Classical work on dynamical systems assumes that the underlying differential equations or maps are smooth. However, many problems in applications do not satisfy this assumption. These include problems with impact, friction, sliding and switching. In Bath there is significant interest in studying the basic principles of such non-smooth dynamical systems and in investigating and classifying the possible forms of the dynamics. This involves studying novel types of bifurcation (such as grazing, border-collision and sliding) and the subsequent behaviours, such as the period-adding, period incrementing and anharmonic routes to chaos. We also work closely with members of the departments of mechanical and electrical/electronic engineering to study applications in bearing dynamics and in switching networks.
Pattern formation is the study of the spontaneous appearance of spatial structure, often with a characteristic wavelength, in externally driven, dissipative nonlinear PDEs and spatially discrete coupled cell systems.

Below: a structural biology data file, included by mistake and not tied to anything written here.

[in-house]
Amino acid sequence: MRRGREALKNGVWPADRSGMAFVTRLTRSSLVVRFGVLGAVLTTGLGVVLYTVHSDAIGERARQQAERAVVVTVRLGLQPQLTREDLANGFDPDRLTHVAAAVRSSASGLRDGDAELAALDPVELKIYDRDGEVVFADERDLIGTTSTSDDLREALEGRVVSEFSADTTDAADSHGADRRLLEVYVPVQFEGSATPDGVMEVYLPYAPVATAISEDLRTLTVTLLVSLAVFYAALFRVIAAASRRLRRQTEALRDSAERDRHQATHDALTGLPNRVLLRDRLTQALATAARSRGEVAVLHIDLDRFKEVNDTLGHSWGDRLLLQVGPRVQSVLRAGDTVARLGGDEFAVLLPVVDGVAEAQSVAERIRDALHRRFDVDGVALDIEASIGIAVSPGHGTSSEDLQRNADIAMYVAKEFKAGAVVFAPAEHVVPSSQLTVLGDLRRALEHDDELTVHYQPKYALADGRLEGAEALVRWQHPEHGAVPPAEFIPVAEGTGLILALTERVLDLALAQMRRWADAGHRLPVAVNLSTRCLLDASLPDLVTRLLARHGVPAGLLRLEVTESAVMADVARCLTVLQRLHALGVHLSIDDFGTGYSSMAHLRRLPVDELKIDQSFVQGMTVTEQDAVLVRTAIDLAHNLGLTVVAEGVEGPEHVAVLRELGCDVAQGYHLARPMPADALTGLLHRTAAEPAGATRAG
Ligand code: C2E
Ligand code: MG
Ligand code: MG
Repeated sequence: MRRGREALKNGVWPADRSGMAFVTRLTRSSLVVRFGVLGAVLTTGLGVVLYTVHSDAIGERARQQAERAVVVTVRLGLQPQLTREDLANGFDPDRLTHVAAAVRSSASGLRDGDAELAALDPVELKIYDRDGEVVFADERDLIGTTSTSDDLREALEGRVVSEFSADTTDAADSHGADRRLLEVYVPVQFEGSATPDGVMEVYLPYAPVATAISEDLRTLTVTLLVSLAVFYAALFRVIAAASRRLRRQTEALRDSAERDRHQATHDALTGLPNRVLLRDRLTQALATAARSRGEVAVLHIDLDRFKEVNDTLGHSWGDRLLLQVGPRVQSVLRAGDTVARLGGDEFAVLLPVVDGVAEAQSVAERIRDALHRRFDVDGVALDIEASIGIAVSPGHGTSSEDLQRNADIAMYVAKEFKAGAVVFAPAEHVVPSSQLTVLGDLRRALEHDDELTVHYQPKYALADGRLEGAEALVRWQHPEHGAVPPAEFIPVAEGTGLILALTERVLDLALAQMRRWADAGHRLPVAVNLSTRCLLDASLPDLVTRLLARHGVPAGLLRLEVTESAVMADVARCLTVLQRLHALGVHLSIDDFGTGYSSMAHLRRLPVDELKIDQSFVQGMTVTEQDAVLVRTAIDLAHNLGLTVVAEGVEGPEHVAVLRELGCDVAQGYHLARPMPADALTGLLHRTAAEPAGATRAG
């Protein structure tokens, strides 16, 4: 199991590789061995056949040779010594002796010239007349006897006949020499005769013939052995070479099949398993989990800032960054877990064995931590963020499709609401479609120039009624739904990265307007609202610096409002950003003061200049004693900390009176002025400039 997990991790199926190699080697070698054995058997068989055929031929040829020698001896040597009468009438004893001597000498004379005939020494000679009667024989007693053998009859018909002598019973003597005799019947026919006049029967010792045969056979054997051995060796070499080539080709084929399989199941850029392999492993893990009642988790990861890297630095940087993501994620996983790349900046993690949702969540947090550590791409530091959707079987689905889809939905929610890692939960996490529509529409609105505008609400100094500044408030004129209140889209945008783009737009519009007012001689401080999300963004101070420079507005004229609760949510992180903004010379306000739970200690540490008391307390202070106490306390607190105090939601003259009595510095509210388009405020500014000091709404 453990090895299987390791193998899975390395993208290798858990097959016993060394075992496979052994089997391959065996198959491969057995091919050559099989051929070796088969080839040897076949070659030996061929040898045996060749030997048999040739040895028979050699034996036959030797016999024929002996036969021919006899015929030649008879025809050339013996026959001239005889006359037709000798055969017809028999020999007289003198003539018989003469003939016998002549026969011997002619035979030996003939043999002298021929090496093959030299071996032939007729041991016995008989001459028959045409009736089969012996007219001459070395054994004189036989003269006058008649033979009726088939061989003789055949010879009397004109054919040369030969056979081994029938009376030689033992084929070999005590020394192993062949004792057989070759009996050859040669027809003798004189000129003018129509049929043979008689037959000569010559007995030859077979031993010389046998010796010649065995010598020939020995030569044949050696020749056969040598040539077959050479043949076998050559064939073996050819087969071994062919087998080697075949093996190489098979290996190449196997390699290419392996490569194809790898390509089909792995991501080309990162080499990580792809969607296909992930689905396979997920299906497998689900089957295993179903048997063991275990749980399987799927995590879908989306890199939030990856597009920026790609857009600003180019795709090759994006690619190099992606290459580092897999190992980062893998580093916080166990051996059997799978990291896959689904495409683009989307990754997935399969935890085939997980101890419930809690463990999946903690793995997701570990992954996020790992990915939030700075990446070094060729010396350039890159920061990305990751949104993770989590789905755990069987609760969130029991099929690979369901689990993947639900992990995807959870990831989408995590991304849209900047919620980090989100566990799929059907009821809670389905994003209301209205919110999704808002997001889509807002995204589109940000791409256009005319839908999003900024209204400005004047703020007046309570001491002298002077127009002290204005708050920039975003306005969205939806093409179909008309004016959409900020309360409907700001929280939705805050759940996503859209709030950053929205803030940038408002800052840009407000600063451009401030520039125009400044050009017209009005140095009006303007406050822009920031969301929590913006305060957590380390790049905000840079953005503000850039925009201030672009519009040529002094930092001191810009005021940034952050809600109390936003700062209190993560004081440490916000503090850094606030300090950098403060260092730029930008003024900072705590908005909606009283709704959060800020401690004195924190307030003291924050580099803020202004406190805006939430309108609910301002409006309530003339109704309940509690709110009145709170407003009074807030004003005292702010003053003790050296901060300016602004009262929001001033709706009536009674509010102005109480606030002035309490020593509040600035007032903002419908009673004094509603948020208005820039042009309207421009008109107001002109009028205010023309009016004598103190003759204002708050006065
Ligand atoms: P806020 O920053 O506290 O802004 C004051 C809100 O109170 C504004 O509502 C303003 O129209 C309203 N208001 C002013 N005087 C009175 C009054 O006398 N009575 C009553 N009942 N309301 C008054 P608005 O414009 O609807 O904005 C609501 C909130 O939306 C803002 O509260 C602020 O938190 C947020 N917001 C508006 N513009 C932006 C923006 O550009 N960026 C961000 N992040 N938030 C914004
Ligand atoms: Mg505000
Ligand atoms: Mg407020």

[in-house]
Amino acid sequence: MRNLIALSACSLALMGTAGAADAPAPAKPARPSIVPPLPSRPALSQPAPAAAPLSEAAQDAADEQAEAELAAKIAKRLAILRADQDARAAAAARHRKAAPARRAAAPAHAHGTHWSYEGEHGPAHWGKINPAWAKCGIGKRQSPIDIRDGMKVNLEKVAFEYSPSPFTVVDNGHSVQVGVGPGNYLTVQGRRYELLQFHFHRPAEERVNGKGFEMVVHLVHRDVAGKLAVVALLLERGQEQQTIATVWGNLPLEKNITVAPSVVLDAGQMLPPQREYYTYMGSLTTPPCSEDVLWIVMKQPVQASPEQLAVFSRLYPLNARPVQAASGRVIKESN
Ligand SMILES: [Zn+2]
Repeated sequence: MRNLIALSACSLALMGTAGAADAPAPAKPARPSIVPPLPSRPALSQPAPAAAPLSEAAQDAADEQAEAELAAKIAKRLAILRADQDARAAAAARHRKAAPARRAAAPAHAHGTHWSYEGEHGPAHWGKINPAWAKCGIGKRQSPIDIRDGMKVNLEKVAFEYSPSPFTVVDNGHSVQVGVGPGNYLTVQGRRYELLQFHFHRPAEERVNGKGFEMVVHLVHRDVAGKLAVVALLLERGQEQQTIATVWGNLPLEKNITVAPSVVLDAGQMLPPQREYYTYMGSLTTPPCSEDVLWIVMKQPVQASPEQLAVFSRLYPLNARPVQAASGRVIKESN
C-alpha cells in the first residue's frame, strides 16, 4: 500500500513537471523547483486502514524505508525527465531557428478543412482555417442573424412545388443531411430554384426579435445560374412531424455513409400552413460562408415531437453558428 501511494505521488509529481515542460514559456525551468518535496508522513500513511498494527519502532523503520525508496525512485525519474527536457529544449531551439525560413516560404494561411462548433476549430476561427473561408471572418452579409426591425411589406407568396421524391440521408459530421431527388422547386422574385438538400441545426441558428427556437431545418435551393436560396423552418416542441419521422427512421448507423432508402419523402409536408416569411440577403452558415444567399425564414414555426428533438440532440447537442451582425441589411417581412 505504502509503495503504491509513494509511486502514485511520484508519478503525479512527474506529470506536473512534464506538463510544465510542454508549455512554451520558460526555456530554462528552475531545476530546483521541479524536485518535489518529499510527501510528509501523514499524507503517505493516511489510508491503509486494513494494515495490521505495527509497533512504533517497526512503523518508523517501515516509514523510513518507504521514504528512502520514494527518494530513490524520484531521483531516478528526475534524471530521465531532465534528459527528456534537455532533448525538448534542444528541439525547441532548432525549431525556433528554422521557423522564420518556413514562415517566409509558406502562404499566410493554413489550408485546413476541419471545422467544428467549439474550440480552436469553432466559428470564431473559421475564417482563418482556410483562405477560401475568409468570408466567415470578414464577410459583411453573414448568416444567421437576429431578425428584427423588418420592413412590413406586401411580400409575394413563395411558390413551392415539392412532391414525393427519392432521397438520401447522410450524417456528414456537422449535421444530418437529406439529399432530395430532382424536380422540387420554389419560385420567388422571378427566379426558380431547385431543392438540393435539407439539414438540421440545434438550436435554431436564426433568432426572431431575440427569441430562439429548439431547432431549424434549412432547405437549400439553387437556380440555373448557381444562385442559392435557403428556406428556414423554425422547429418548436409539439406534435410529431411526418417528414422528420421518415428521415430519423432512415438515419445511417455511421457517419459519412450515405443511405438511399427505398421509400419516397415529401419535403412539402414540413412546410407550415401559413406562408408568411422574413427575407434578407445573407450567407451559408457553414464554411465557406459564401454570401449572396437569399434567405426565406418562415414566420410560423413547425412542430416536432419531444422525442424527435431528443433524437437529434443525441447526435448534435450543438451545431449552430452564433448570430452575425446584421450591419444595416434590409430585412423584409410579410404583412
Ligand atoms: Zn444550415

Spatial structure appears through symmetry-breaking instabilities (bifurcations) and symmetry plays a central role in organising the new solution branches that appear. In some cases the system supports localised patches of pattern, and there is a rich bifurcation structure that explains aspects of their behaviour, at least in one spatial dimension. Research on these, and many other aspects of dissipative PDEs, typically involves a mixture of numerical and asymptotic analysis together with an appreciation of how bifurcation-theoretic ideas are augmented by methods involving group theory.
Spatial structures can also be forced by an underlying heterogeneous medium. A way to study particular elliptic equations on infinite strips is to treatthe unbounded direction as if it were "time", and to interpret the equations dynamically. The behaviour of travelling waves in inhomogeneous media can be understood much better by combining spatial dynamics with averaging and homogenisation. The effect known as "pinning" is of special interest.